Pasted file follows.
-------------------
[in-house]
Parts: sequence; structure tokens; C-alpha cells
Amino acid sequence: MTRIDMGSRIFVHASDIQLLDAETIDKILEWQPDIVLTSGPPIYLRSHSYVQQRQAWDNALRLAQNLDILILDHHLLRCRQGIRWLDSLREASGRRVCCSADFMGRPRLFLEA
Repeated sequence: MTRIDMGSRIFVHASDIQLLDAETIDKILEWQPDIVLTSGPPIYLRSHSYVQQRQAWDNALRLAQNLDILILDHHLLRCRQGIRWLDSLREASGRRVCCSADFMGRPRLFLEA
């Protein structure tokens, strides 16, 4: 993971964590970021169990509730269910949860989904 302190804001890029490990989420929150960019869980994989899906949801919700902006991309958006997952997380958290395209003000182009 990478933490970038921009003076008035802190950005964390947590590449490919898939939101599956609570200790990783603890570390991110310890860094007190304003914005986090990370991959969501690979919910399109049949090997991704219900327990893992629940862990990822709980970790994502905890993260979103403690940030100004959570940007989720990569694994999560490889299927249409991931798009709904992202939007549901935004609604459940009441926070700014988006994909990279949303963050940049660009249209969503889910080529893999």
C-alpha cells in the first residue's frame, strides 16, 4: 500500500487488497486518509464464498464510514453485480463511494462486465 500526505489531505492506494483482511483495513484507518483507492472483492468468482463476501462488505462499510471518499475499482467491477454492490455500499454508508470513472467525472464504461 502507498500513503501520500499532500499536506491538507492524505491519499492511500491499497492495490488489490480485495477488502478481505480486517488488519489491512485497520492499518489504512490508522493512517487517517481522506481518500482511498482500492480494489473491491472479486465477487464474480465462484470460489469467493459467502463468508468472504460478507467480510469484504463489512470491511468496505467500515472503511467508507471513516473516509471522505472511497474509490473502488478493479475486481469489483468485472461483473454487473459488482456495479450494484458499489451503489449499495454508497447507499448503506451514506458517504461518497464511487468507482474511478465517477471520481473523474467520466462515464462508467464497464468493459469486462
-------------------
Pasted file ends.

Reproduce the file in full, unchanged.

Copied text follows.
[in-house]
Parts: sequence; structure tokens; C-alpha cells
Amino acid sequence: MTRIDMGSRIFVHASDIQLLDAETIDKILEWQPDIVLTSGPPIYLRSHSYVQQRQAWDNALRLAQNLDILILDHHLLRCRQGIRWLDSLREASGRRVCCSADFMGRPRLFLEA
Repeated sequence: MTRIDMGSRIFVHASDIQLLDAETIDKILEWQPDIVLTSGPPIYLRSHSYVQQRQAWDNALRLAQNLDILILDHHLLRCRQGIRWLDSLREASGRRVCCSADFMGRPRLFLEA
């Protein structure tokens, strides 16, 4: 993971964590970021169990509730269910949860989904 302190804001890029490990989420929150960019869980994989899906949801919700902006991309958006997952997380958290395209003000182009 990478933490970038921009003076008035802190950005964390947590590449490919898939939101599956609570200790990783603890570390991110310890860094007190304003914005986090990370991959969501690979919910399109049949090997991704219900327990893992629940862990990822709980970790994502905890993260979103403690940030100004959570940007989720990569694994999560490889299927249409991931798009709904992202939007549901935004609604459940009441926070700014988006994909990279949303963050940049660009249209969503889910080529893999």
C-alpha cells in the first residue's frame, strides 16, 4: 500500500487488497486518509464464498464510514453485480463511494462486465 500526505489531505492506494483482511483495513484507518483507492472483492468468482463476501462488505462499510471518499475499482467491477454492490455500499454508508470513472467525472464504461 502507498500513503501520500499532500499536506491538507492524505491519499492511500491499497492495490488489490480485495477488502478481505480486517488488519489491512485497520492499518489504512490508522493512517487517517481522506481518500482511498482500492480494489473491491472479486465477487464474480465462484470460489469467493459467502463468508468472504460478507467480510469484504463489512470491511468496505467500515472503511467508507471513516473516509471522505472511497474509490473502488478493479475486481469489483468485472461483473454487473459488482456495479450494484458499489451503489449499495454508497447507499448503506451514506458517504461518497464511487468507482474511478465517477471520481473523474467520466462515464462508467464497464468493459469486462